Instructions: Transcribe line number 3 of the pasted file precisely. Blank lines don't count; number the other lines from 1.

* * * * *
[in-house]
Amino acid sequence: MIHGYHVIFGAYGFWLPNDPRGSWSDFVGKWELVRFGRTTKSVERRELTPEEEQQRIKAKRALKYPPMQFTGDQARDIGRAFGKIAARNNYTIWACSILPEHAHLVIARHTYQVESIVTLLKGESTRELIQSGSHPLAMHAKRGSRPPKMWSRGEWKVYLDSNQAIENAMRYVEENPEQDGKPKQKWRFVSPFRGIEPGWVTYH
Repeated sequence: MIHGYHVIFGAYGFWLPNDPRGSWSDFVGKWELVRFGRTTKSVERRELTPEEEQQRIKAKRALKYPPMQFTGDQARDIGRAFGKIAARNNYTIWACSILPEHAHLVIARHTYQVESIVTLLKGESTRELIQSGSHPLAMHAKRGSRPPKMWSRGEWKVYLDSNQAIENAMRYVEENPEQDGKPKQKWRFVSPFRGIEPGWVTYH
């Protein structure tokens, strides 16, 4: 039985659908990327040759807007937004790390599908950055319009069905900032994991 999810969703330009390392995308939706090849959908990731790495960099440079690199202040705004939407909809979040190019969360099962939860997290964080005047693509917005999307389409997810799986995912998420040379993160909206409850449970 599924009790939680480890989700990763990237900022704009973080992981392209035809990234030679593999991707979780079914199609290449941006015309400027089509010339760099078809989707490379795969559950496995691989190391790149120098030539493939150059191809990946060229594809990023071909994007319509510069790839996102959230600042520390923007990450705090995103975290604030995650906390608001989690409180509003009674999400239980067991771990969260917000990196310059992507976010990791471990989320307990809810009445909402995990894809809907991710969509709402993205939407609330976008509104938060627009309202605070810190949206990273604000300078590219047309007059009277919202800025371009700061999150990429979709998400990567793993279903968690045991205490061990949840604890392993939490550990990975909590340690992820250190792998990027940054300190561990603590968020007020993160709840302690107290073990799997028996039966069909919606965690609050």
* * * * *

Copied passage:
Repeated sequence: MIHGYHVIFGAYGFWLPNDPRGSWSDFVGKWELVRFGRTTKSVERRELTPEEEQQRIKAKRALKYPPMQFTGDQARDIGRAFGKIAARNNYTIWACSILPEHAHLVIARHTYQVESIVTLLKGESTRELIQSGSHPLAMHAKRGSRPPKMWSRGEWKVYLDSNQAIENAMRYVEENPEQDGKPKQKWRFVSPFRGIEPGWVTYH